While NGC 278 may look serene, it is anything but. The galaxy is currently undergoing an immense burst of star formation as revealed in this NASA/ESA Hubble Space Telescope image. However, NGC 278’s star formation is somewhat unusual: why is it only taking place within an inner ring some 6,500 light-years across and not extend to the galaxy’s outer edges?
This NASA/ESA Hubble Space Telescope image shows a stellar nursery known as N159 — a maelstrom of glowing gas and dark dust within one of the Milky Way’s satellite galaxies, the Large Magellanic Cloud (LMC). N159 is located over 160,000 light-years away. It resides just south of the Tarantula Nebula, another massive star-forming complex within the LMC.
While truly massive stars go out in a blaze of glory, intermediate-mass stars — those between roughly one and eight times the mass of the Sun — are somewhat quieter. Such stars eventually form cosmic objects known as planetary nebulae, so named because of their vague resemblance to planets when seen through early, low-resolution telescopes.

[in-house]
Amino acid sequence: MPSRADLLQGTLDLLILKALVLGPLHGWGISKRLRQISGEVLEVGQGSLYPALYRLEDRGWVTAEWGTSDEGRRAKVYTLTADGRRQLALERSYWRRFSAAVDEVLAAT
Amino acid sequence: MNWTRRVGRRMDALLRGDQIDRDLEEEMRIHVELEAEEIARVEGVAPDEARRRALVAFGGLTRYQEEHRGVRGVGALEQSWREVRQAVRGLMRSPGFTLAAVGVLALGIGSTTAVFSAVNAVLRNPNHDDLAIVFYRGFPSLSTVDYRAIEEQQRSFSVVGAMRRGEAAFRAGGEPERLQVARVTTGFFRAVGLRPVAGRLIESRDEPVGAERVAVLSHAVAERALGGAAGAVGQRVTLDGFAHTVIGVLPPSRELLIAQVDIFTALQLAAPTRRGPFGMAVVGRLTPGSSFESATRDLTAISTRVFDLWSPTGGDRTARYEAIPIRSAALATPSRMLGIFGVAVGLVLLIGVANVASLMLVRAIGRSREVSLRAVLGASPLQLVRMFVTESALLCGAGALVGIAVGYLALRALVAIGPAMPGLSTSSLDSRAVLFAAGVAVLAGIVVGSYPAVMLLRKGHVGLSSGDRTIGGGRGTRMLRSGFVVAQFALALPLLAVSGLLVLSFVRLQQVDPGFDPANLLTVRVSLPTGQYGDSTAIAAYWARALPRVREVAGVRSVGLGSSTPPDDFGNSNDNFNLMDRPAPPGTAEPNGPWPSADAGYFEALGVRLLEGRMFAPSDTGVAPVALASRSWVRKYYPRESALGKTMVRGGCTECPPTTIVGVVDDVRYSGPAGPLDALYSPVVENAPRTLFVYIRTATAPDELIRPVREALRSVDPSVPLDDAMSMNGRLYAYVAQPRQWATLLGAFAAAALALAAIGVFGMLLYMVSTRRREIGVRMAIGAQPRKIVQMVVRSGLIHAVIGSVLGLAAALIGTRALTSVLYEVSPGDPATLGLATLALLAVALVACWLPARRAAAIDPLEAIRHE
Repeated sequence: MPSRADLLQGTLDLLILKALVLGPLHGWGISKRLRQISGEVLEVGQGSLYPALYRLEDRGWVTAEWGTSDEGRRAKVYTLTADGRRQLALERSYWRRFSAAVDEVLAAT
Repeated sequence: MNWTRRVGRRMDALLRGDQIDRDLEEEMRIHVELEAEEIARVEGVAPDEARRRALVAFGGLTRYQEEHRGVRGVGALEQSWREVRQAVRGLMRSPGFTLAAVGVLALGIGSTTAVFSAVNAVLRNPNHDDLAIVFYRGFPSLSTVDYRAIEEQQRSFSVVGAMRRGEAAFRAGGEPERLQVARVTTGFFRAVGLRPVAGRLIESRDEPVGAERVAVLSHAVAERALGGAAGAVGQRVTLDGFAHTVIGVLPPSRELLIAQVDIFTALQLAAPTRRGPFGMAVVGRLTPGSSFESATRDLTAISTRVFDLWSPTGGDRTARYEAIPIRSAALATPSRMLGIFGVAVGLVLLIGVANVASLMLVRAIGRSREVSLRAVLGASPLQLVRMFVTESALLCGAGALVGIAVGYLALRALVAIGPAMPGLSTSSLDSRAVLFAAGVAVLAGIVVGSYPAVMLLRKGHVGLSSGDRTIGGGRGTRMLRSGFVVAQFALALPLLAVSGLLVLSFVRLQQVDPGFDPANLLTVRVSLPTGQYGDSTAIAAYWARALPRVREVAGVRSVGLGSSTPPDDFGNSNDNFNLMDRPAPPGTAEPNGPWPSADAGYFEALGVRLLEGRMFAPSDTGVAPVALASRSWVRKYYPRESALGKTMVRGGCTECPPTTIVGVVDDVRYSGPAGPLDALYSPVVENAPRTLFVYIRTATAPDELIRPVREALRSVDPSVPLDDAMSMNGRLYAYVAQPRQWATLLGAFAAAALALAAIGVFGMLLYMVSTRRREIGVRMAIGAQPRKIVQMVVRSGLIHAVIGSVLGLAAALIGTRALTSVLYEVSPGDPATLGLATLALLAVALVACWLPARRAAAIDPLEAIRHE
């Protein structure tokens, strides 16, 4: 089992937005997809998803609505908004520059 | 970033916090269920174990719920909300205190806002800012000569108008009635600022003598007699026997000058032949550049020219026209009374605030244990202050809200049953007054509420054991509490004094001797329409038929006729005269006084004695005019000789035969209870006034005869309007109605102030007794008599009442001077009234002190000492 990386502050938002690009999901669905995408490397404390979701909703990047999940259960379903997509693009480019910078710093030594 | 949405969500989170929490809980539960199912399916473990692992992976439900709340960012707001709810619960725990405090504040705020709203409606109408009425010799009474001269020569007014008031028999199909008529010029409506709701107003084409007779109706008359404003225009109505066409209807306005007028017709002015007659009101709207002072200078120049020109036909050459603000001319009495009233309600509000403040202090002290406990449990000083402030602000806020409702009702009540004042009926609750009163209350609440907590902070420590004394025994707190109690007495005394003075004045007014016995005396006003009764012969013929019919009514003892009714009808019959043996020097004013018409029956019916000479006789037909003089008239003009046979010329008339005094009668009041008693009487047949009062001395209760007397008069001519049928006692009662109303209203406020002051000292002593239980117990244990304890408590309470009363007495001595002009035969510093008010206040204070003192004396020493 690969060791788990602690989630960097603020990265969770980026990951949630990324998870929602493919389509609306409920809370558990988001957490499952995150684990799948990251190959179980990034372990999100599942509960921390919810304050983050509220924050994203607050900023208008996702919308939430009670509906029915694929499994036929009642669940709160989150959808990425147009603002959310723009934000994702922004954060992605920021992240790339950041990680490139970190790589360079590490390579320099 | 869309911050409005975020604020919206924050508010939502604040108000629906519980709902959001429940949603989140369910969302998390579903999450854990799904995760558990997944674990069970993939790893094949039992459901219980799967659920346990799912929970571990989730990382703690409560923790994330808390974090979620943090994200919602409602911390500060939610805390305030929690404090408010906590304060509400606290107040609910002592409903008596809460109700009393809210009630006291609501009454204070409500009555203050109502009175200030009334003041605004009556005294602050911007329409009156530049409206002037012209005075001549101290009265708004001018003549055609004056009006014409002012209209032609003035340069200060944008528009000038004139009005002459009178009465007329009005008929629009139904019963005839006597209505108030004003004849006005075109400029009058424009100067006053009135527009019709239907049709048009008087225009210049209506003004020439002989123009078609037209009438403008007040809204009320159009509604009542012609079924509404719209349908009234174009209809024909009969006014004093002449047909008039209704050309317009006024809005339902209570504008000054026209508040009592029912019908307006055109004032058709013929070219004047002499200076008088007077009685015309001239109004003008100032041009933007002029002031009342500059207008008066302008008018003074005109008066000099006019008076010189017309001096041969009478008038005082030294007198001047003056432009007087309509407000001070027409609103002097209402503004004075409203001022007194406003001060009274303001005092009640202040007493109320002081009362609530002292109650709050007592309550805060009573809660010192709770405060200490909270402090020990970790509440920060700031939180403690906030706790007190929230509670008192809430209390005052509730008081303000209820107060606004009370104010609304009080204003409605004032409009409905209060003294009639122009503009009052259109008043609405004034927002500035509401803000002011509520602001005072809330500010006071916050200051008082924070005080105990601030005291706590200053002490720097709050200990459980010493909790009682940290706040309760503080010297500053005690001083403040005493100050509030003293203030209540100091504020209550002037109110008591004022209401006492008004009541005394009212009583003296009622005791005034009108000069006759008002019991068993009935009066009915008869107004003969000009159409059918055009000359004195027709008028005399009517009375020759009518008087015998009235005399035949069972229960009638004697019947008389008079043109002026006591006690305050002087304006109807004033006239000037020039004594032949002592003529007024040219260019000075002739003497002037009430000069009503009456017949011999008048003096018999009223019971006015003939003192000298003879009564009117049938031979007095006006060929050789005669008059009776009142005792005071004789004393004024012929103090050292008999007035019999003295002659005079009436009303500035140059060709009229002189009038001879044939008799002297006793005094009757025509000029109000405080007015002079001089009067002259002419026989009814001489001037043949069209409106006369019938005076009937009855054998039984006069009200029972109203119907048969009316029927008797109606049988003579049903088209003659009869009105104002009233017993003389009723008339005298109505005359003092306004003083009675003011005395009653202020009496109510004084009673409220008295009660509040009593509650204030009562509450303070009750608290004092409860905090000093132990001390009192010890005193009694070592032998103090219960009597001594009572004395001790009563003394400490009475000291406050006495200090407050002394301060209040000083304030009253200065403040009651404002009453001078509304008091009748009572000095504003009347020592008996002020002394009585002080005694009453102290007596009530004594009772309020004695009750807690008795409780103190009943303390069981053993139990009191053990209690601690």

This planetary nebula is known as Kohoutek 4-55 (or K 4-55). It is one of a series of planetary nebulae that were named after their discoverer, Czech astronomer Luboš Kohoutek. Such a nebula is formed from material in the outer layers of a red giant star that are expelled into interstellar space when the star is in the late stages of its life.
This image, taken with the Wide Field Planetary Camera 2 on board the NASA/ESA Hubble Space Telescope, shows the galaxy NGC 6052, located around 230 million light-years away in the constellation of Hercules. It is a “new” galaxy in the process of forming, the result of a merger between two separate galaxies that were gradually drawn together by gravity.